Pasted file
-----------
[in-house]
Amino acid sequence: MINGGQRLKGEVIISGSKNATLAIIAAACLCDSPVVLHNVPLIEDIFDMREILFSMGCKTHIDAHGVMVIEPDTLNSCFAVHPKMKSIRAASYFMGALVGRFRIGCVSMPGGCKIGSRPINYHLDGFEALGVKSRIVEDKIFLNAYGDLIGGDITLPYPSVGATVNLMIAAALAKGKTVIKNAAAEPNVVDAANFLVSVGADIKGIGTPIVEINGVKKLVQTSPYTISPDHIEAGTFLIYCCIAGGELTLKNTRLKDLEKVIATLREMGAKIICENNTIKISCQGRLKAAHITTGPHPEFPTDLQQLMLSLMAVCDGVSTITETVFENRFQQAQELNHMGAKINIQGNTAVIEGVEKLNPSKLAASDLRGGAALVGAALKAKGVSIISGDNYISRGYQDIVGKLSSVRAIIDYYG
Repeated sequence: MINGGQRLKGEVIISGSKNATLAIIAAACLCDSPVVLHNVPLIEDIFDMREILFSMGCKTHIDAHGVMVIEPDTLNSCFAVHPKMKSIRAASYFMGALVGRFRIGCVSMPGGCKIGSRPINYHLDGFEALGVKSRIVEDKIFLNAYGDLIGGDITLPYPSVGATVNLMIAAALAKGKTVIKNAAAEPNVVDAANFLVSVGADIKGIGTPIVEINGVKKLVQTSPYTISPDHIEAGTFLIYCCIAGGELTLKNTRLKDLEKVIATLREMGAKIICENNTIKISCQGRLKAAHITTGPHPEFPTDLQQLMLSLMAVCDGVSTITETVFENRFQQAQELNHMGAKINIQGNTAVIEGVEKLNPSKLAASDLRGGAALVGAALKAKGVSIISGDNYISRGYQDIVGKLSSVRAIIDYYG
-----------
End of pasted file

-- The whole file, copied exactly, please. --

[in-house]
Amino acid sequence: MINGGQRLKGEVIISGSKNATLAIIAAACLCDSPVVLHNVPLIEDIFDMREILFSMGCKTHIDAHGVMVIEPDTLNSCFAVHPKMKSIRAASYFMGALVGRFRIGCVSMPGGCKIGSRPINYHLDGFEALGVKSRIVEDKIFLNAYGDLIGGDITLPYPSVGATVNLMIAAALAKGKTVIKNAAAEPNVVDAANFLVSVGADIKGIGTPIVEINGVKKLVQTSPYTISPDHIEAGTFLIYCCIAGGELTLKNTRLKDLEKVIATLREMGAKIICENNTIKISCQGRLKAAHITTGPHPEFPTDLQQLMLSLMAVCDGVSTITETVFENRFQQAQELNHMGAKINIQGNTAVIEGVEKLNPSKLAASDLRGGAALVGAALKAKGVSIISGDNYISRGYQDIVGKLSSVRAIIDYYG
Repeated sequence: MINGGQRLKGEVIISGSKNATLAIIAAACLCDSPVVLHNVPLIEDIFDMREILFSMGCKTHIDAHGVMVIEPDTLNSCFAVHPKMKSIRAASYFMGALVGRFRIGCVSMPGGCKIGSRPINYHLDGFEALGVKSRIVEDKIFLNAYGDLIGGDITLPYPSVGATVNLMIAAALAKGKTVIKNAAAEPNVVDAANFLVSVGADIKGIGTPIVEINGVKKLVQTSPYTISPDHIEAGTFLIYCCIAGGELTLKNTRLKDLEKVIATLREMGAKIICENNTIKISCQGRLKAAHITTGPHPEFPTDLQQLMLSLMAVCDGVSTITETVFENRFQQAQELNHMGAKINIQGNTAVIEGVEKLNPSKLAASDLRGGAALVGAALKAKGVSIISGDNYISRGYQDIVGKLSSVRAIIDYYG